Congress and President Trump have increased the deficit by simultaneously increasing spending while cutting revenue. The Department of Treasury found that the deficit has ballooned to $779 billion per year. Partly in response to the ballooning deficit, Congress formed the Joint Select Committee on Budget and Appropriations Process Reform to propose reforms to the appropriations and budget process. As part of this reform process, I suggest that Congress ensure that it follows the procedural requirements of the Pay-As-You-Go Act (PAYGO).
PAYGO requires that authorizing legislation (i.e., not appropriations) cannot increase the deficit within a five-year or ten-year window. If legislation would increase the deficit in either window, an offsetting, automatic sequestration would kick in.
When determining whether legislation would increase the deficit, the Congressional Budget Office (CBO) estimates the potential costs. Even though Congress traditionally defers to CBO, PAYGO gives the House and/or Senate Budget Committees the official authority to estimate the costs. Specifically, PAYGO requires the Budget Committees to officially record a PAYGO estimate by 1) including in a bill the following statement: “The budgetary effects of this Act, for the purpose of complying with the Statutory Pay-As-You-Go-Act of 2010, shall be determined by reference to the latest statement titled ‘Budgetary Effects of PAYGO Legislation’ for this Act, submitted for printing in the Congressional Record by the Chairmen of the [House or Senate] Budget Committee, provided that such statement has been submitted prior to the vote on passage,” and 2) printing in the Congressional Record a statement titled “Budgetary Effects of PAYGO Legislation,” which shall include an estimate of the budgetary effects of the legislation. If both conditions are not satisfied, PAYGO provides that “OMB [Office of Management and Budget] shall estimate the budgetary effects of that legislation upon its enactment.”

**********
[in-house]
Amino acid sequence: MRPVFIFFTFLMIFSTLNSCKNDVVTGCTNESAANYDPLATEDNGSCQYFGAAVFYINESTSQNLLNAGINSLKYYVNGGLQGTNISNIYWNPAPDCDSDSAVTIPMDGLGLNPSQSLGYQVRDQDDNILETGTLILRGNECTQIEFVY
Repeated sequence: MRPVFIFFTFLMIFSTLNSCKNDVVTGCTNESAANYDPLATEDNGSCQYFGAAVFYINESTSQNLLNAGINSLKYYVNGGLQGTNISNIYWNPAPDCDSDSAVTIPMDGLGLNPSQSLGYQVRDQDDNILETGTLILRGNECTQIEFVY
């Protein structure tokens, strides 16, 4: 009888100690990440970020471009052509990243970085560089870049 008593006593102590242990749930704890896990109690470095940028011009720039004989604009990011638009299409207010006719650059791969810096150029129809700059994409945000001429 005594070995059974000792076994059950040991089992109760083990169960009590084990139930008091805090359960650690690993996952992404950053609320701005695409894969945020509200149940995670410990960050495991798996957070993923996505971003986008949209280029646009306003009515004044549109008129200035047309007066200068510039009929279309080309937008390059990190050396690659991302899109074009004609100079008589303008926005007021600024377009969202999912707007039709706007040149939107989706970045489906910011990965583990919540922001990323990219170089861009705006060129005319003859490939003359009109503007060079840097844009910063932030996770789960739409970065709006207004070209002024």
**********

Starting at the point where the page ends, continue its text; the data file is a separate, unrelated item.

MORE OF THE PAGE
Congress is not following the procedures for recording PAYGO estimates. First, Congress has routinely not included the required PAYGO statement in legislation. Specifically, out of the 28 PAYGO laws passed in 2017, only 2 included the required statement. Likewise, out of the 15 PAYGO laws already passed this year, only 1 included the required statement.
Second, Congress has consistently not followed the printing in the Congressional Record requirement. Although in 2017 and 2018 Congress has printed some PAYGO estimates in the Congressional Record, Congress has not used the required “Budgetary Effects of PAYGO Legislation” title since December 13, 2011. Further, Congress has often not published any estimate in the Congressional Record, even when CBO has conducted an estimate. For instance, even though Congress waited for a CBO estimate before voting on the final version of the Tax Cuts and Jobs Act, Congress did not include the PAYGO estimate in the Congressional Record.
To show that Congress takes PAYGO seriously, it should begin ensuring that it follows the basic procedural requirements of the Act. Additionally, by not following the PAYGO procedural requirements, Congress is ceding its role as arbiter of costs to OMB. OMB could use this authority to supplant a non-partisan CBO estimate with an unrealistic, partisan estimate. For instance, President Trump offered an alternative estimate of the Tax Cuts and Jobs Act, which economists generally attacked as unrealistic. Only by following PAYGO’s procedural requirements can Congress ensure that the government uses realistic estimates to determine the costs of legislation.